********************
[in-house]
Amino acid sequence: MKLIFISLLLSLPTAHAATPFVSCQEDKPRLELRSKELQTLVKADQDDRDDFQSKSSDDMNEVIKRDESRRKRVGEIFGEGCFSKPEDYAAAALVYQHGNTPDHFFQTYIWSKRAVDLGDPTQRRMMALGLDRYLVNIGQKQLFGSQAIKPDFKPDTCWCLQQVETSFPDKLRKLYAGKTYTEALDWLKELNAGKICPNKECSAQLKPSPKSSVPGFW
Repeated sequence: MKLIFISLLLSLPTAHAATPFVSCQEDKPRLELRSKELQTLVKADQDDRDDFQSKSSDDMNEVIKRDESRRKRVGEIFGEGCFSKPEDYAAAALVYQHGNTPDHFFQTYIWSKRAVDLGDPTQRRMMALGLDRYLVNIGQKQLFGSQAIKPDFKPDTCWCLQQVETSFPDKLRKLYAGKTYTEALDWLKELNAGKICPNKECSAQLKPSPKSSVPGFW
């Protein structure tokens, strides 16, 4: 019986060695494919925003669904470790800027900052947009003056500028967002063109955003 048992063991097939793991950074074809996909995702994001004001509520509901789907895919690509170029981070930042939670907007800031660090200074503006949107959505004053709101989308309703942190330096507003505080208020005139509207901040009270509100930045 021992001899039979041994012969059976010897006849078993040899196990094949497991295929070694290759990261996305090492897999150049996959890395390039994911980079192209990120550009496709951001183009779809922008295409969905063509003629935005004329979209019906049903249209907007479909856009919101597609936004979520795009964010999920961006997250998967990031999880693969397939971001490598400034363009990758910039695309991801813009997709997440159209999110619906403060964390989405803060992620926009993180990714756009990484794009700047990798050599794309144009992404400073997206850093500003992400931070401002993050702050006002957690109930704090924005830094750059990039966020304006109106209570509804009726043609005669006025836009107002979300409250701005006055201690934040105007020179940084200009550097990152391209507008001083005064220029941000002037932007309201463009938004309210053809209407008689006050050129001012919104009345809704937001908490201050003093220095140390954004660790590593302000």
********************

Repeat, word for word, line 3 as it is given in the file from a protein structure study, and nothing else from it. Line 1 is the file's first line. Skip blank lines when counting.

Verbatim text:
Repeated sequence: MKLIFISLLLSLPTAHAATPFVSCQEDKPRLELRSKELQTLVKADQDDRDDFQSKSSDDMNEVIKRDESRRKRVGEIFGEGCFSKPEDYAAAALVYQHGNTPDHFFQTYIWSKRAVDLGDPTQRRMMALGLDRYLVNIGQKQLFGSQAIKPDFKPDTCWCLQQVETSFPDKLRKLYAGKTYTEALDWLKELNAGKICPNKECSAQLKPSPKSSVPGFW